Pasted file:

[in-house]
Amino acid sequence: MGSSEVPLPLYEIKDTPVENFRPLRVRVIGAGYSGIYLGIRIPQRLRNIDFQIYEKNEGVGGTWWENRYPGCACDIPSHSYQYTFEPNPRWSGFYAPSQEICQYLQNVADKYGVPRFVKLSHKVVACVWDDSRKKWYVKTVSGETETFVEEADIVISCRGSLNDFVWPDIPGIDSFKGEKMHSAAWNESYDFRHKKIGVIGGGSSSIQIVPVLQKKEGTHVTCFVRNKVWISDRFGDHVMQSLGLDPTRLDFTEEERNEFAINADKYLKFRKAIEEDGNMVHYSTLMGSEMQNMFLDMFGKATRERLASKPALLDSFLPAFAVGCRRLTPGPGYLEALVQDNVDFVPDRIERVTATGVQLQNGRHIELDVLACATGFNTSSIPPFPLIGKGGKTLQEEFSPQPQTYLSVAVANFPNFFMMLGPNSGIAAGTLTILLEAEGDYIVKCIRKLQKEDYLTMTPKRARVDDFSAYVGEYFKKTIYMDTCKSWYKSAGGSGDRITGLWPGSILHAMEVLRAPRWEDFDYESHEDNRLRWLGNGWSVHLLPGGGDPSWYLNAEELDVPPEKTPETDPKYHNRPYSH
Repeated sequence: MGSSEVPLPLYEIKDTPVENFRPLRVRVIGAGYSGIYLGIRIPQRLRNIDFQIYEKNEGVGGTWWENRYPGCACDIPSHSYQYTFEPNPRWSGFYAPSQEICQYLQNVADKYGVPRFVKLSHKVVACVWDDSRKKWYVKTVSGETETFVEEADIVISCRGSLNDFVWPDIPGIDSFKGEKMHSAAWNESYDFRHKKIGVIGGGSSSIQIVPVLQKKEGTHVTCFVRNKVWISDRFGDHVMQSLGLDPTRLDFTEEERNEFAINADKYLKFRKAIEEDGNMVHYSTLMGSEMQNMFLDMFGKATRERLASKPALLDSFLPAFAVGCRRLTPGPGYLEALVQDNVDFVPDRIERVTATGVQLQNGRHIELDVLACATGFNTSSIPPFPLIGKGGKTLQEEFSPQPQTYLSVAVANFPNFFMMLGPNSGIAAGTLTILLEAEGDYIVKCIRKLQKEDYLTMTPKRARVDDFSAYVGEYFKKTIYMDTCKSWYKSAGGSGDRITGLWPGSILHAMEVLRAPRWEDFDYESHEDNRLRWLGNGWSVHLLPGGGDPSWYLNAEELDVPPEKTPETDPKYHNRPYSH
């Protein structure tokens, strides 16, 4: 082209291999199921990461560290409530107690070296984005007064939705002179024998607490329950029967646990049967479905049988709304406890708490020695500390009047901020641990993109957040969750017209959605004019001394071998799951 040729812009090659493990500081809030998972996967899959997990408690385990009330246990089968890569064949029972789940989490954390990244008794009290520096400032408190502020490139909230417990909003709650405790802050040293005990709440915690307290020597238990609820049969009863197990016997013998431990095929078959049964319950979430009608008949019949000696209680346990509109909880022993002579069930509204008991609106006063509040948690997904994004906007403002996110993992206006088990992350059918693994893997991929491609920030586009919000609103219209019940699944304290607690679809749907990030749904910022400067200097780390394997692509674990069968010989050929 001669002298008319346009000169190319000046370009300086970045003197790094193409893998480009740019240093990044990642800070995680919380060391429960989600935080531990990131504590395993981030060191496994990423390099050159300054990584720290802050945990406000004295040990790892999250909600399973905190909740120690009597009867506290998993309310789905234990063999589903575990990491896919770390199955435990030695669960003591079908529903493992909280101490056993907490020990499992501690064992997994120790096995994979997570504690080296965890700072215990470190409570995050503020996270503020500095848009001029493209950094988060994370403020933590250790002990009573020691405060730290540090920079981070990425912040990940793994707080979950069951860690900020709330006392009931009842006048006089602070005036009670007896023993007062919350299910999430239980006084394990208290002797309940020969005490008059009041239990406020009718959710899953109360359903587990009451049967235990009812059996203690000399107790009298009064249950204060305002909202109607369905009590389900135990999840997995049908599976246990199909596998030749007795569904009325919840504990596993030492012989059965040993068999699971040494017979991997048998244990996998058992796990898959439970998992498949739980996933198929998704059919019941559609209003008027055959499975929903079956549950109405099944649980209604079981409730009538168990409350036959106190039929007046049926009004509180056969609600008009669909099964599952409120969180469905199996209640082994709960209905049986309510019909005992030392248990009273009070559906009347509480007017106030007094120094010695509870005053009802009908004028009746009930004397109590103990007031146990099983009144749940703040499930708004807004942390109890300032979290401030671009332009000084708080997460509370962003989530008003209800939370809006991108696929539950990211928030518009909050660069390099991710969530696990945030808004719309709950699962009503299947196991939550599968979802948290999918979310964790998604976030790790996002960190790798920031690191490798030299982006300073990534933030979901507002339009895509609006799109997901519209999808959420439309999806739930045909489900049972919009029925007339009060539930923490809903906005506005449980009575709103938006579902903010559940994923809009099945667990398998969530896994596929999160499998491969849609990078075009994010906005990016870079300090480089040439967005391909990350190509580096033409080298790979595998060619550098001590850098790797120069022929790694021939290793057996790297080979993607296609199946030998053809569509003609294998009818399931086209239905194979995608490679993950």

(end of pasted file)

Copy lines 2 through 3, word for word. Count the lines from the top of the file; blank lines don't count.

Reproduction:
Amino acid sequence: MGSSEVPLPLYEIKDTPVENFRPLRVRVIGAGYSGIYLGIRIPQRLRNIDFQIYEKNEGVGGTWWENRYPGCACDIPSHSYQYTFEPNPRWSGFYAPSQEICQYLQNVADKYGVPRFVKLSHKVVACVWDDSRKKWYVKTVSGETETFVEEADIVISCRGSLNDFVWPDIPGIDSFKGEKMHSAAWNESYDFRHKKIGVIGGGSSSIQIVPVLQKKEGTHVTCFVRNKVWISDRFGDHVMQSLGLDPTRLDFTEEERNEFAINADKYLKFRKAIEEDGNMVHYSTLMGSEMQNMFLDMFGKATRERLASKPALLDSFLPAFAVGCRRLTPGPGYLEALVQDNVDFVPDRIERVTATGVQLQNGRHIELDVLACATGFNTSSIPPFPLIGKGGKTLQEEFSPQPQTYLSVAVANFPNFFMMLGPNSGIAAGTLTILLEAEGDYIVKCIRKLQKEDYLTMTPKRARVDDFSAYVGEYFKKTIYMDTCKSWYKSAGGSGDRITGLWPGSILHAMEVLRAPRWEDFDYESHEDNRLRWLGNGWSVHLLPGGGDPSWYLNAEELDVPPEKTPETDPKYHNRPYSH
Repeated sequence: MGSSEVPLPLYEIKDTPVENFRPLRVRVIGAGYSGIYLGIRIPQRLRNIDFQIYEKNEGVGGTWWENRYPGCACDIPSHSYQYTFEPNPRWSGFYAPSQEICQYLQNVADKYGVPRFVKLSHKVVACVWDDSRKKWYVKTVSGETETFVEEADIVISCRGSLNDFVWPDIPGIDSFKGEKMHSAAWNESYDFRHKKIGVIGGGSSSIQIVPVLQKKEGTHVTCFVRNKVWISDRFGDHVMQSLGLDPTRLDFTEEERNEFAINADKYLKFRKAIEEDGNMVHYSTLMGSEMQNMFLDMFGKATRERLASKPALLDSFLPAFAVGCRRLTPGPGYLEALVQDNVDFVPDRIERVTATGVQLQNGRHIELDVLACATGFNTSSIPPFPLIGKGGKTLQEEFSPQPQTYLSVAVANFPNFFMMLGPNSGIAAGTLTILLEAEGDYIVKCIRKLQKEDYLTMTPKRARVDDFSAYVGEYFKKTIYMDTCKSWYKSAGGSGDRITGLWPGSILHAMEVLRAPRWEDFDYESHEDNRLRWLGNGWSVHLLPGGGDPSWYLNAEELDVPPEKTPETDPKYHNRPYSH